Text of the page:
Abstract

Chronic constipation: new insights, better outcomes?

Schiller LR1. Lancet Gastroenterol Hepatol. 2019 Nov;4(11):873-882. doi: 10.1016/S2468-1253(19)30199-2.

 
     

Author information

Baylor University Medical Center, Dallas, TX, USA; Texas A&M University College of Medicine, Dallas, TX, USA. Electronic address: LRSMD@aol.com.

Abstract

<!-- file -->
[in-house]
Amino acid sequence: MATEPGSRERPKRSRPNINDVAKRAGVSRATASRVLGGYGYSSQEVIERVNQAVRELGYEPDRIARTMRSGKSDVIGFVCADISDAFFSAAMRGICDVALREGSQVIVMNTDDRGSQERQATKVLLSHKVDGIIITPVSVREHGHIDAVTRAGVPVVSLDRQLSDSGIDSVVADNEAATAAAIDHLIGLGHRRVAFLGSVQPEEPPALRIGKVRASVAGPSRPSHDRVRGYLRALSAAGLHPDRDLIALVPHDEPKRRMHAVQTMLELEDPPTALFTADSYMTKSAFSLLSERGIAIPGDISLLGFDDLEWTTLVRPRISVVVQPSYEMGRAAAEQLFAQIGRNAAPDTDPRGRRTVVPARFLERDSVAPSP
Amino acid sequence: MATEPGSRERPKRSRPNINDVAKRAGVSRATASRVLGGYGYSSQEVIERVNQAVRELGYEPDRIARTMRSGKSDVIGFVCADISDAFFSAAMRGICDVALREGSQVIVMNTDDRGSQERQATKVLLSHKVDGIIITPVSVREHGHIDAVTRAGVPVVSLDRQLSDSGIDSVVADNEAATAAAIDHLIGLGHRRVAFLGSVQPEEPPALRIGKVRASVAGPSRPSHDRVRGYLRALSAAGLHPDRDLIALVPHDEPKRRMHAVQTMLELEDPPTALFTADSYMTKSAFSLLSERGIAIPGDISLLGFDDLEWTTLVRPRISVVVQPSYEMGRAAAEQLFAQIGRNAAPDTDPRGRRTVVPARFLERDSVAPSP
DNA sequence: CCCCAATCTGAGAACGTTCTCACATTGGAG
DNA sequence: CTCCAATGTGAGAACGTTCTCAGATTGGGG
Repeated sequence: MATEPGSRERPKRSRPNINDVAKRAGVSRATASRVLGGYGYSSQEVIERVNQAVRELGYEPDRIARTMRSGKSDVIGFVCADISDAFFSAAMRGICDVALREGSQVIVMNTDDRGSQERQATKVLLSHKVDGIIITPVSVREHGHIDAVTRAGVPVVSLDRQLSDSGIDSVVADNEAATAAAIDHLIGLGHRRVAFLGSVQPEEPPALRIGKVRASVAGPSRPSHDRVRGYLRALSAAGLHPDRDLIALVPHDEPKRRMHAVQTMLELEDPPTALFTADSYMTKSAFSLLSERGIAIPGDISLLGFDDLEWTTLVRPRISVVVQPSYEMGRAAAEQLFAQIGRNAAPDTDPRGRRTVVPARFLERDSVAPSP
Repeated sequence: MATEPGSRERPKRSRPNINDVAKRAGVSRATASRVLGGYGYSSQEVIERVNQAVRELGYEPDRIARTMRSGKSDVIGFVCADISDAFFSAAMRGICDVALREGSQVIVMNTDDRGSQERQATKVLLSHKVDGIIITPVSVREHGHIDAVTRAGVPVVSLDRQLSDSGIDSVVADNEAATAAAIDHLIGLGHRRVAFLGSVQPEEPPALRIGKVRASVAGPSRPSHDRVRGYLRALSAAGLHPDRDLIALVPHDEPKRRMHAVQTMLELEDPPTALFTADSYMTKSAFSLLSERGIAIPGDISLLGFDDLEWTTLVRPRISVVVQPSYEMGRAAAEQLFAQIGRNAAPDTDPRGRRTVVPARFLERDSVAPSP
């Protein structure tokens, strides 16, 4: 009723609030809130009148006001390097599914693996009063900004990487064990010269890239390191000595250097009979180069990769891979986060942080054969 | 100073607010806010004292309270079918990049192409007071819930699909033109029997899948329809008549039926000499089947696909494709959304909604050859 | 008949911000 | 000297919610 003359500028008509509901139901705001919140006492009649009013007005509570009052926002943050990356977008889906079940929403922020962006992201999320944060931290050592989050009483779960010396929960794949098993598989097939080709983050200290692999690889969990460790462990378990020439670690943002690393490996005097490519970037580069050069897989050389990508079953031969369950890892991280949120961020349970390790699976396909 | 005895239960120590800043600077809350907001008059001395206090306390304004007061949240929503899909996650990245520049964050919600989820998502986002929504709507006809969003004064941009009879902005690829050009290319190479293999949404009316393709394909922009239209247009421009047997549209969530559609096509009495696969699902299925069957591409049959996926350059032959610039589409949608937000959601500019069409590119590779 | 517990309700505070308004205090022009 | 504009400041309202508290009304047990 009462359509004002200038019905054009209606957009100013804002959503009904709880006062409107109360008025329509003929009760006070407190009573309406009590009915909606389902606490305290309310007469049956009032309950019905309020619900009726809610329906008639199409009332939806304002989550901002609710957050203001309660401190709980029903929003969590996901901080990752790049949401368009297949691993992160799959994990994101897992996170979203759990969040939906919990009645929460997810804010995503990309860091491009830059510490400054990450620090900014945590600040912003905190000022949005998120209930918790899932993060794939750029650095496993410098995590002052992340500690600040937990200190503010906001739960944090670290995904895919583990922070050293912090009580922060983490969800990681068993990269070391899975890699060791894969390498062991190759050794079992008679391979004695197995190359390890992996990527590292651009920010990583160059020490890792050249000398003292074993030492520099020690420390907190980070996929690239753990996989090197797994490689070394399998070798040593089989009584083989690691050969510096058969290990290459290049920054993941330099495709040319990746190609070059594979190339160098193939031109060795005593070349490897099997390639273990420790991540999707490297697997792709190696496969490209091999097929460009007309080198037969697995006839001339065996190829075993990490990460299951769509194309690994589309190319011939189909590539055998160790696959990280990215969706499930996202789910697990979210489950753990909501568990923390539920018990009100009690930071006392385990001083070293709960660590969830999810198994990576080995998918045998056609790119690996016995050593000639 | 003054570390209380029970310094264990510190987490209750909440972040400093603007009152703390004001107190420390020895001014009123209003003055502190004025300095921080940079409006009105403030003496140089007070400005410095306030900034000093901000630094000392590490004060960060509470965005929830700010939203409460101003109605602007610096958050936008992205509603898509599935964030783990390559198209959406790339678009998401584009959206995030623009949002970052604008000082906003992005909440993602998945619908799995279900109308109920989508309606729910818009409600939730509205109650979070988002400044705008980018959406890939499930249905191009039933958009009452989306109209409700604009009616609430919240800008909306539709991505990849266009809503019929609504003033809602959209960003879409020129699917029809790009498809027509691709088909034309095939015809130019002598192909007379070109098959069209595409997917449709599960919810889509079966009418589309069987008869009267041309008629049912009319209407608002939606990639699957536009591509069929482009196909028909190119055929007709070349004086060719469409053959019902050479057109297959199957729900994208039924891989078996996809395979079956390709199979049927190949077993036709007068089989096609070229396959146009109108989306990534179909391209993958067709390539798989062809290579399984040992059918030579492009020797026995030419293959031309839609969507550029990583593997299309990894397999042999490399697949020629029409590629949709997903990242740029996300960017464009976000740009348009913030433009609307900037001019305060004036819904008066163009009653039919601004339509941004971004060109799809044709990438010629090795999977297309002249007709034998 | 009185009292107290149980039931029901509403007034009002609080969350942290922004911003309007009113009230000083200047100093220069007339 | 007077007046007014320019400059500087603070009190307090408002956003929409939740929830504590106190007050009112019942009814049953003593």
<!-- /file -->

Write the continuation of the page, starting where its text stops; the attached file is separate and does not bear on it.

Constipation is a symptom that affects around 11-20% of the adult population yearly. Most physicians consider infrequency of defecation as a hallmark of constipation. However, most patients view excessive straining as the biggest component of constipation and only a minority of patients with constipation have infrequent bowel movements. Constipation might be due to many different medical conditions or occur as a side-effect of drug therapy. When these medical conditions or drug therapies are not present, a diagnosis of functional constipation, chronic idiopathic constipation, or irritable bowel syndrome with constipation is often made. In all patients with constipation, rectal outlet dysfunction should be excluded by physical examination because this condition occurs in approximately 25% of patients diagnosed with idiopathic constipation and can be improved with different therapeutic approaches than administration of laxatives. Because of the availability of over-the-counter laxatives, most patients consider themselves able to self-manage constipation, and patients have often tried many different treatments before seeking professional help. The physician must carefully assess these previous efforts of self-treatment, optimise them, and strategically use the increasing list of prescription medications for management.

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